Home Business NewsBusiness Rocketing stamp prices to hit direct mail firms

Rocketing stamp prices to hit direct mail firms

by LLB Editor
27th Mar 12 4:35 pm

Businesses expect to be hit hard by a sharp increase in the price of first and second class stamps announced by the Royal Mail.

The price of a first class stamp is going up by 14p to 60p from April 30, while a second class stamp will also rise by 14p to 50p. Large letters will cost 90p instead of 75p to post first class from next month, while the cost for second class large letters will rise to 69p from 58p.

Royal Mail, which had been granted the freedom to set its own prices by the regulator Ofcom, said second class stamps would remain among the cheapest in Europe, while first class stamps would be around average.

The increase in postal prices comes as particularly bad news for direct mail companies, which rely on traditional delivery methods to reach potential customers.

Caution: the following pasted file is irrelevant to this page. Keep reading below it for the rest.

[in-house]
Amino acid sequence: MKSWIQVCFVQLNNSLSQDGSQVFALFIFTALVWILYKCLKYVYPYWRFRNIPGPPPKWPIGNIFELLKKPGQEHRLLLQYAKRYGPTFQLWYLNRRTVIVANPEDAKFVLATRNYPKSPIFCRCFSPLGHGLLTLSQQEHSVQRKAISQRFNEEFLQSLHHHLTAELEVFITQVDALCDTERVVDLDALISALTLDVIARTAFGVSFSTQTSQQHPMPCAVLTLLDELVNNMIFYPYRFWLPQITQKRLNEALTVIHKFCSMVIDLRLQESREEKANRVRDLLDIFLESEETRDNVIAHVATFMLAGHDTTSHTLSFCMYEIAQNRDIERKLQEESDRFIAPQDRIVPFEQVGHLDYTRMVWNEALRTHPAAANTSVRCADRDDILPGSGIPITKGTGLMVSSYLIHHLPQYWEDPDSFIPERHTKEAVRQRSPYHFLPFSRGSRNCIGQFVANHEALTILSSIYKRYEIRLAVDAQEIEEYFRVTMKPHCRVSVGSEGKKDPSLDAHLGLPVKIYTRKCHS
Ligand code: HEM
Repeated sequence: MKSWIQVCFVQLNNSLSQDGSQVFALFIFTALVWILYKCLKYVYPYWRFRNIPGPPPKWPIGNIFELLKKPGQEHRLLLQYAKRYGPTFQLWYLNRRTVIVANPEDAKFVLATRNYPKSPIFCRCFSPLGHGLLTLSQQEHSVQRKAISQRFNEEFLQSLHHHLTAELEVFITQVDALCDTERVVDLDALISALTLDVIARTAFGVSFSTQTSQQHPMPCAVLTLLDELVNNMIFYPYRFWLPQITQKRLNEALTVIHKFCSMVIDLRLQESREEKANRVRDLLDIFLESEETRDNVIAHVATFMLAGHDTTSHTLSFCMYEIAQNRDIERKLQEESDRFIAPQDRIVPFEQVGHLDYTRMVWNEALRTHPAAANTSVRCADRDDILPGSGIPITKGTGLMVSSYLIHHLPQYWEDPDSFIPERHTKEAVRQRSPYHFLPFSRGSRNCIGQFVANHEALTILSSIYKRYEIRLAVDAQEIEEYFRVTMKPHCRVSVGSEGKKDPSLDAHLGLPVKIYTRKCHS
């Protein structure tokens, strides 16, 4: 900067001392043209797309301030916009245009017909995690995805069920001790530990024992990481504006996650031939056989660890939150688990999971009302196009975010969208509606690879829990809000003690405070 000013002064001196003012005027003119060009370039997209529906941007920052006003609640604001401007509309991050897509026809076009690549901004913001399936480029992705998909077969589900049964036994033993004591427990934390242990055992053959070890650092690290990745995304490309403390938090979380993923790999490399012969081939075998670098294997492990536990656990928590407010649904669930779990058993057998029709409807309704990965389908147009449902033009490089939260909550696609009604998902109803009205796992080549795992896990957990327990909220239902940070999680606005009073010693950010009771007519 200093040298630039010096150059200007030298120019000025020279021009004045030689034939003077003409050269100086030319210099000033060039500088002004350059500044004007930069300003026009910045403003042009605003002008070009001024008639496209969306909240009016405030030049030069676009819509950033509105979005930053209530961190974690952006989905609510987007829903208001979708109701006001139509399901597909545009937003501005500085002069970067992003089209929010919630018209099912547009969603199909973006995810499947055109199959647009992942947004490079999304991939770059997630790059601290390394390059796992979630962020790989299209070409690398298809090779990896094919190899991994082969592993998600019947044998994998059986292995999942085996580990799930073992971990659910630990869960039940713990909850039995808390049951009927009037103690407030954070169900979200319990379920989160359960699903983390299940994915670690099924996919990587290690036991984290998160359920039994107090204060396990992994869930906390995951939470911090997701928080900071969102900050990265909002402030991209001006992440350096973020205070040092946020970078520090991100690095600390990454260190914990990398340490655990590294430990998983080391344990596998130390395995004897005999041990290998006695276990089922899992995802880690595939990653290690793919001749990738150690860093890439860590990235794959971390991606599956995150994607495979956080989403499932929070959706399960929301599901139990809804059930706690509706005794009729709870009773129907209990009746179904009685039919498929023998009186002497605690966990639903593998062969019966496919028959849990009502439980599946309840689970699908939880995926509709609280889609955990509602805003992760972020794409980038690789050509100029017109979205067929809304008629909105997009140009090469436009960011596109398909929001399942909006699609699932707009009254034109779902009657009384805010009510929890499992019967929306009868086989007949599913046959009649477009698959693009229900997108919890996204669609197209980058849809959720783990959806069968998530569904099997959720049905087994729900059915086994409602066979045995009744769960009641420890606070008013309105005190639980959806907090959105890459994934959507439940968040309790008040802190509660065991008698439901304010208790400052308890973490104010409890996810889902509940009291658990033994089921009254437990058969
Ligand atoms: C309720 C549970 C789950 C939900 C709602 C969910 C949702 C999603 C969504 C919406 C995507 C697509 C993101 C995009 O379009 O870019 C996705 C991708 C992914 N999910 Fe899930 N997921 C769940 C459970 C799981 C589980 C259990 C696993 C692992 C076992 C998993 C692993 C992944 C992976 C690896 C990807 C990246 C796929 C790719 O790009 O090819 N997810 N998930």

Serious Readers marketing manager Richard Read said: “It is very disappointing to hear the announcement from Royal Mail of significant price increases again this April – this of course is on top of the increases that were imposed 12 months earlier.

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“Last year’s price increases cost Serious Readers about £20,000 and for 2012/13 we estimate they will hit the bottom line by a further £30,000.

“Serious Readers is principally a direct mail company and have for years relied on traditional off-line marketing activity to drive our growth and sales.”

Read said postage is now forecast to account for 30 per cent of the firm’s marketing budget for 2012/13, compared to the 28 per cent of the budget it had accounted for in the previous year.

Online marketing is now becoming more attractive to the firm, he added.

“At a time when many companies are feeling the pinch it is extremely damaging to the economy for a monopoly like Royal Mail to have the power to increase its prices significantly above inflation,” he said. “If this continues to be the agenda to pave the way for privatisation, then as customers of Royal Mail we can only hope that other suppliers enter the market sooner rather than later.”

The number of letters posted has dropped dramatically in recent years, from 84 million a day six years ago to 59 million today.

Moya Greene, chief executive of Royal Mail, said: “We know how hard it is for households and businesses when our economy is as tough as it is now. No-one likes to raise prices in the current economic climate but, regretfully, we have no option.”

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